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London Lore: The legends and traditions of the world's most vibrant city Paperback – 1 Apr 2010
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"a wonderful collection of stories and legends, to be recommended to anyone who is at least half in love with the dark side of London's past." (Peter Ackroyd The Times)
"[An] absorbing compendium by folklore expert Steve Roud. He excavates the history of the capital, from obscure suburban streets to famous sites like the Tower of London" (The London Paper)
"I've been enthralled ... The book's real strength lies [in] its exposure of deeper levels of custom, tradition and magical thinking that lie beneath the smooth Tarmac of contemporary realism" (Will Self Evening Standard)
"A spellbinding study of our city's folklore ... digs through layers of hearsay and speculation to investigate how and why the stories and traditions arose in the first place" (Newham Recorder)
"An absorbing and fascinatingly thorough book" (Harrow Observer)
Discover the colourful traditions and bizarre superstitions of the world's most vibrant citySee all Product description
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Roud doesn't just tell the story or describe the custom. He looks into its history and assesses the evidence, quoting directly from old or influential accounts. He has a rational, often amusing, way of dealing with nonsense and wild theories. We may have to wave goodbye to some favourite notions (about Sweeney Todd, or the Tower ravens, or Ring a Ring o' Roses), but the reasons behind them are always interesting. London's real traditions are even more entertaining than the fictions.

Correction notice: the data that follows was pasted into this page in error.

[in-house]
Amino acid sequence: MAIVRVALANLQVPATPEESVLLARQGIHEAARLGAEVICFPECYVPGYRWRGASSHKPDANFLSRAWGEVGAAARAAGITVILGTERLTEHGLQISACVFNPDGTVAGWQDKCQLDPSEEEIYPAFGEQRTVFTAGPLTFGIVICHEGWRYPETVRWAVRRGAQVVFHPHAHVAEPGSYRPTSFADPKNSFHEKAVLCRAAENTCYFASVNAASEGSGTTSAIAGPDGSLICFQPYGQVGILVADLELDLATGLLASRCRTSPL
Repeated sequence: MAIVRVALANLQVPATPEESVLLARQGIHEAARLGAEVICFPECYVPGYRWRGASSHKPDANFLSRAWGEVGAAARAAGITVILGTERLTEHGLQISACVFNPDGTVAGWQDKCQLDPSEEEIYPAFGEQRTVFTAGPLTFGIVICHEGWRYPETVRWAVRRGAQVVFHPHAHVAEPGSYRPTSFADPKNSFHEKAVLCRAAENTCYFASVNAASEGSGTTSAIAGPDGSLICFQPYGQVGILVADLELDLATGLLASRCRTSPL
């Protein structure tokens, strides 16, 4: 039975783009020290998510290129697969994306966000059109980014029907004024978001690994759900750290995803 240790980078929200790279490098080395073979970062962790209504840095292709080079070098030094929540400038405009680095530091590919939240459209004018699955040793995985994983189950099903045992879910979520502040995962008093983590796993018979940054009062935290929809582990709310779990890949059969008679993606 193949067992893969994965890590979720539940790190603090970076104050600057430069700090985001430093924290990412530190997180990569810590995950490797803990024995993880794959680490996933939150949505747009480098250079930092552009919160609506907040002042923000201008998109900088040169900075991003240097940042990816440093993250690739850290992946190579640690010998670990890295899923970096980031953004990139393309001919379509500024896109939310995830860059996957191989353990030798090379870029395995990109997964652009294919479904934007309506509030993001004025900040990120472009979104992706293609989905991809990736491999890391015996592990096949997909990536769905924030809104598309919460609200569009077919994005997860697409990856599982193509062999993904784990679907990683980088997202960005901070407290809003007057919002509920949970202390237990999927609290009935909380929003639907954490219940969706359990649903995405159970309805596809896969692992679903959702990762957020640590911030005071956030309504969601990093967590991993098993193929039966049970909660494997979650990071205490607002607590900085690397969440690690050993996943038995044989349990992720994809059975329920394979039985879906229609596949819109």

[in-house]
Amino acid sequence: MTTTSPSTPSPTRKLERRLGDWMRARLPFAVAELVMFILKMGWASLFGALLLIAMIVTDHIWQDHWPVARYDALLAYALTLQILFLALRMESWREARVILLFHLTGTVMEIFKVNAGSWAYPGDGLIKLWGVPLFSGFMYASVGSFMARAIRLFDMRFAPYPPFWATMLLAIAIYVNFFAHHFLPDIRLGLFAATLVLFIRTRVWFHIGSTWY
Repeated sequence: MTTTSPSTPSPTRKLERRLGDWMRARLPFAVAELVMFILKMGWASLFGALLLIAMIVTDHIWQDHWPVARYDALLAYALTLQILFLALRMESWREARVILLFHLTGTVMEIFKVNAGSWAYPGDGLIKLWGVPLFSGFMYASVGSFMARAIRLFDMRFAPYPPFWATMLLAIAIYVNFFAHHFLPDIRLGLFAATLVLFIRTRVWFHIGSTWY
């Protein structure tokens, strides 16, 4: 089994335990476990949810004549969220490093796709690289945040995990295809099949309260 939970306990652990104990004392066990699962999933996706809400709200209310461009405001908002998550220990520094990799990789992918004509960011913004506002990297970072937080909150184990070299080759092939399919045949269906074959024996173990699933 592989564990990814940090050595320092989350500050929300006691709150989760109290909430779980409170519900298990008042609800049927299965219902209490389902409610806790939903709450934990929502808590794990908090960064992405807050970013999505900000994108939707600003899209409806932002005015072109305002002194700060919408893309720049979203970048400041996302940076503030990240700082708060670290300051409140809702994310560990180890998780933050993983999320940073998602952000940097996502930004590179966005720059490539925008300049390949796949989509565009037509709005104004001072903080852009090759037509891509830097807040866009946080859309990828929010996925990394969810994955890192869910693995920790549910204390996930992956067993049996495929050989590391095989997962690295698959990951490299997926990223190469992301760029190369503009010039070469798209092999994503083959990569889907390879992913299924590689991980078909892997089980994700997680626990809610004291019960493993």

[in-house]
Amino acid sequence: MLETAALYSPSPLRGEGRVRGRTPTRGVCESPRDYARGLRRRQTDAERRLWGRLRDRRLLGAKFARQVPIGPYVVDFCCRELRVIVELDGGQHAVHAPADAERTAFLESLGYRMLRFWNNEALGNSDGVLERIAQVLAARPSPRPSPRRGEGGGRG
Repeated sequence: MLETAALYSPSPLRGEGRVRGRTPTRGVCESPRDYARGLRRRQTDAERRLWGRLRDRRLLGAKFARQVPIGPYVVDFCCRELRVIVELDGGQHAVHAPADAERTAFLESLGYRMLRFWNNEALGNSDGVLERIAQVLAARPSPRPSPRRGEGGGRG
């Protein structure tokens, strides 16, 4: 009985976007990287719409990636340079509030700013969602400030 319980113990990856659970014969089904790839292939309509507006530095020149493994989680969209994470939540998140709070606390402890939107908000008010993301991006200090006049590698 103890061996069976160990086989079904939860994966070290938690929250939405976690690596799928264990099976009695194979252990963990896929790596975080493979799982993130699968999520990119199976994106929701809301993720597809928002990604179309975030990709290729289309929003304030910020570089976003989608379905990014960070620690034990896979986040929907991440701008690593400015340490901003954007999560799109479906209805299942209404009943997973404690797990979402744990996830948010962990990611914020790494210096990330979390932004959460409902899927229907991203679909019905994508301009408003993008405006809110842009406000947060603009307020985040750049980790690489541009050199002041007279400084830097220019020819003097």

There are some stories in here that I think quite a few people will know, and others that they won’t. I never knew about grotto building and asked around, and apparently my Nan used to do it as a child. This is the really good thing about this book, you will find yourself stumbling over stories that you can vaguely remember hearing of, finding out what older members of your family probably got up to, and finding things out about where you live.
This book has two main sections of photographs as well as many illustrations throughout, as well as maps showing the location of where incidents occurred in each section. Split up into sections of London this is easy to find something you are looking for and is an ideal reference work for those interested in our capital city.
As I mentioned this is really a reference book as such, although I found that I got through this quite quickly as I would look up something and then find I had also read loads of other items. Taking in ghost stories this is quite well written as the author isn’t credulous and believes everything that is mentioned. Alas, the number of books on the market reporting ‘true ghost stories’ that are not true and have no mystery surrounding them whatsoever is ridiculous, so this made a pleasant change. Where legends have grown up about how some places got their names, where the true origin is known this is printed here, as well as when certain stories and superstitions are known to have first started.
In all I found this a truly fascinating book to have and I am sure I will keep coming back to it over the years to re-acquaint myself with certain pieces. This book also helps to remind us of something that is often overlooked; London as we know it today was just originally a group of villages and hamlets that over the years due to population growth have disappeared into something bigger, but certain of these places still hold a busy village semblance with the dissemination of gossip and rumour, as well as reactions to certain building proposals.
Brings to life the surprising, sometimes gruesome history of our capital.
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